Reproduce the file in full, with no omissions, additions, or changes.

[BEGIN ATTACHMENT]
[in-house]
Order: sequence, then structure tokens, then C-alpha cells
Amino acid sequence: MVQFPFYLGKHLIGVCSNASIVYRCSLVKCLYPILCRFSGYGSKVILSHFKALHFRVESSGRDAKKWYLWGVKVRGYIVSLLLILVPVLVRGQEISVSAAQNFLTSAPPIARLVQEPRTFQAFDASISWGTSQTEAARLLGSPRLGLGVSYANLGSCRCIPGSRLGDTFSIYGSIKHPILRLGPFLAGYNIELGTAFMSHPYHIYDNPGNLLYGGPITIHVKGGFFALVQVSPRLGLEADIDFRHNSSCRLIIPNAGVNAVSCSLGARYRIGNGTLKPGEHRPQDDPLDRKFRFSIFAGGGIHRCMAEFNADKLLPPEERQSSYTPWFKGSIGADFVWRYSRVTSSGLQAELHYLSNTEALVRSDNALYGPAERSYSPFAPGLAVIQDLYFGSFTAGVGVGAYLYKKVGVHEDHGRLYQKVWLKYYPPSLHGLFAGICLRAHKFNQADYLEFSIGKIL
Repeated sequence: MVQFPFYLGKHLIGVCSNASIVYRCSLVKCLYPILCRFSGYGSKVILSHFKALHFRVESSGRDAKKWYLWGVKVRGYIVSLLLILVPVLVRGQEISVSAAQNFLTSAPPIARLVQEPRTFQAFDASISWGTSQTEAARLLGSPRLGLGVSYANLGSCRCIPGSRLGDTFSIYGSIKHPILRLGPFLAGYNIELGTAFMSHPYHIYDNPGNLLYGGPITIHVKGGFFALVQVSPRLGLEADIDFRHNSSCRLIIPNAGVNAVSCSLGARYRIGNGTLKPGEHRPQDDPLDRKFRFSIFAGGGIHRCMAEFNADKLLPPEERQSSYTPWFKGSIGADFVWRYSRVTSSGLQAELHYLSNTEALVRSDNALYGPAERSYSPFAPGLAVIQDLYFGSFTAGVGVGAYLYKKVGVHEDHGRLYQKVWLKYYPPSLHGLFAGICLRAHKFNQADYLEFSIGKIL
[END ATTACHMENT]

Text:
[in-house]
Order: sequence, then structure tokens, then C-alpha cells
Amino acid sequence: MVQFPFYLGKHLIGVCSNASIVYRCSLVKCLYPILCRFSGYGSKVILSHFKALHFRVESSGRDAKKWYLWGVKVRGYIVSLLLILVPVLVRGQEISVSAAQNFLTSAPPIARLVQEPRTFQAFDASISWGTSQTEAARLLGSPRLGLGVSYANLGSCRCIPGSRLGDTFSIYGSIKHPILRLGPFLAGYNIELGTAFMSHPYHIYDNPGNLLYGGPITIHVKGGFFALVQVSPRLGLEADIDFRHNSSCRLIIPNAGVNAVSCSLGARYRIGNGTLKPGEHRPQDDPLDRKFRFSIFAGGGIHRCMAEFNADKLLPPEERQSSYTPWFKGSIGADFVWRYSRVTSSGLQAELHYLSNTEALVRSDNALYGPAERSYSPFAPGLAVIQDLYFGSFTAGVGVGAYLYKKVGVHEDHGRLYQKVWLKYYPPSLHGLFAGICLRAHKFNQADYLEFSIGKIL
Repeated sequence: MVQFPFYLGKHLIGVCSNASIVYRCSLVKCLYPILCRFSGYGSKVILSHFKALHFRVESSGRDAKKWYLWGVKVRGYIVSLLLILVPVLVRGQEISVSAAQNFLTSAPPIARLVQEPRTFQAFDASISWGTSQTEAARLLGSPRLGLGVSYANLGSCRCIPGSRLGDTFSIYGSIKHPILRLGPFLAGYNIELGTAFMSHPYHIYDNPGNLLYGGPITIHVKGGFFALVQVSPRLGLEADIDFRHNSSCRLIIPNAGVNAVSCSLGARYRIGNGTLKPGEHRPQDDPLDRKFRFSIFAGGGIHRCMAEFNADKLLPPEERQSSYTPWFKGSIGADFVWRYSRVTSSGLQAELHYLSNTEALVRSDNALYGPAERSYSPFAPGLAVIQDLYFGSFTAGVGVGAYLYKKVGVHEDHGRLYQKVWLKYYPPSLHGLFAGICLRAHKFNQADYLEFSIGKIL